The Cumann Merriman Website
A celebration of the 18th century Irish poet Brian Merriman and all aspects of Irish Language and culture.


The Cumann Merriman Summer School

This page contains an article by Diarmuid Breathnach about the Cumann Merriman Summer School.

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  1. The archive of past Merriman Summer School themes and locations
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A Convivial Holiday

Summer Schools Archive

You can browse our archive to find out about Merriman Summer Schools held in the following years:

See also the Winter School archive

About the Merriman Summer School

Animated discussion about the topic of the School, be it in pubs, hotels or restaurants, is unplanned, but Cumann Merriman sees it as an important aspect of that ’learning through leisure’ idea which is at the heart of the Irish Summer School. Anyway, for many, meeting people socially is essential to holidaying. At the Merriman Summer School you will be mingling with 200 fully registered students of all ages. Others come for a day or two and some, local people in particular, simply attend lectures of their choice. Some students are inveterate attendees and striking up an acquaintance with any of them is a sure way of meeting many, many others. In the streets of Lisdoonvarna or of Ennistymon or in whatever Clare village or small town our Summer School is held, students are quick to salute each other.

A clear majority of them will be Irish, an added attraction for discerning visitors who know the best way of assessing a country is to know its people; in this instance, they are likely to be people with a deep interest in the past, present and future of their country and its place in the world.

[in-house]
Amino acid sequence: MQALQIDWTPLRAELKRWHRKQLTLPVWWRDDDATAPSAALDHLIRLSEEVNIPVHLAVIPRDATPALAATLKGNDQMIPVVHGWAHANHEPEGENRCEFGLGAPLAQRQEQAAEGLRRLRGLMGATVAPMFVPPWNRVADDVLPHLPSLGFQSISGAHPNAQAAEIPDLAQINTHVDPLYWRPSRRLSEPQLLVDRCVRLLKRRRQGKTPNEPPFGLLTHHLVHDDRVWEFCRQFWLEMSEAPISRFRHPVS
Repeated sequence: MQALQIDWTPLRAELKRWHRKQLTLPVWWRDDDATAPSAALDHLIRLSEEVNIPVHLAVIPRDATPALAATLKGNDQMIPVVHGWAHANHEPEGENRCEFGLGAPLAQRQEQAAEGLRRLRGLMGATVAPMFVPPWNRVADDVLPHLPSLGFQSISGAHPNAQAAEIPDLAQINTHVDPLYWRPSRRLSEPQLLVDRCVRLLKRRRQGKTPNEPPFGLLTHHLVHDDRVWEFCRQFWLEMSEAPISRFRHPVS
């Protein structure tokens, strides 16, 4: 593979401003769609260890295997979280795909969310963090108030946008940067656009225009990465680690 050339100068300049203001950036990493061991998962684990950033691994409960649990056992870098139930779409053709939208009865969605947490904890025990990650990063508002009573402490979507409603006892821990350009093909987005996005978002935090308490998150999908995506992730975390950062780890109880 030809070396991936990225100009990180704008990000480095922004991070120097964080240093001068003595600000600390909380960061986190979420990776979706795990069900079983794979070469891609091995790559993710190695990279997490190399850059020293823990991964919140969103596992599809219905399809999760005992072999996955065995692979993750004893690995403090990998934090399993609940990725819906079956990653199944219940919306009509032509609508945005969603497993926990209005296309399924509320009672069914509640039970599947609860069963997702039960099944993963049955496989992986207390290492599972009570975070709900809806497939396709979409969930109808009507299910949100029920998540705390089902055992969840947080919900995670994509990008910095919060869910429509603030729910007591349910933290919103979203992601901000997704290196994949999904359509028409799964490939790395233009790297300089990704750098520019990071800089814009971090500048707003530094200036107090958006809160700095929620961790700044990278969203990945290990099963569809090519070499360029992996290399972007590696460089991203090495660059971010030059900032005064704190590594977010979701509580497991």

A Typical Day at the School

What is the Merriman day in Lisdoonvarna? A majority will begin at a class or an Irish-language seminar. Others will stroll down to the Wells for a cup of coffee just before the set‑dancing class commences at 12.00 noon. The class is for beginners but over five sessions, and with an opportunity to practice nightly at Club Merriman, many become reasonably adept. The lasting impression of the class will be the good humour and laughter of the participants at finding themselves children again! Dancing at the Wells is a tradition of this spa town. After the dancing there is no scarcity of places to eat. In the Roadside pub a singing session may break out and continue until students make hastily for the afternoon lecture at 3.00. With contributions from the audience the lecture could last until five. Many will carry on with argument and discussion until dinner. Others will make the short trip to Doolin for music, to Ballinalacken for its views of the Aran Islands or to Fanore to swim.

After the 8.30 lecture there is the Club at the Royal Spa with dancing by highly proficient local people to the best of Clare music. For students, the dances they learn at the Wells will be called out by their dancing master. Those who are still intent on talk will adjourn to a nearby hotel where eventually singing will break out and continue until the small hours.

A Lark in the Clare Air

The Lark in the Clear Air is a well‑known song and a Cumann Merriman committee member once described our School as a lark in the Clare air. To honour the energy and humour of Merriman’s great poem, to fit in with something of Clare’s spirit of spontaneity and fun, and, of course, to recognise that our students are on holiday, Cumann Merriman from its beginning intended, however serious the School’s topic, that there should be room for diversion.

Learning, poetry, company, music, dance and song, scenery... what more could you ask? What’s that you said? Weather? Well, the Merriman School can happily ignore whatever weather it gets!

Diarmuid Breathnach

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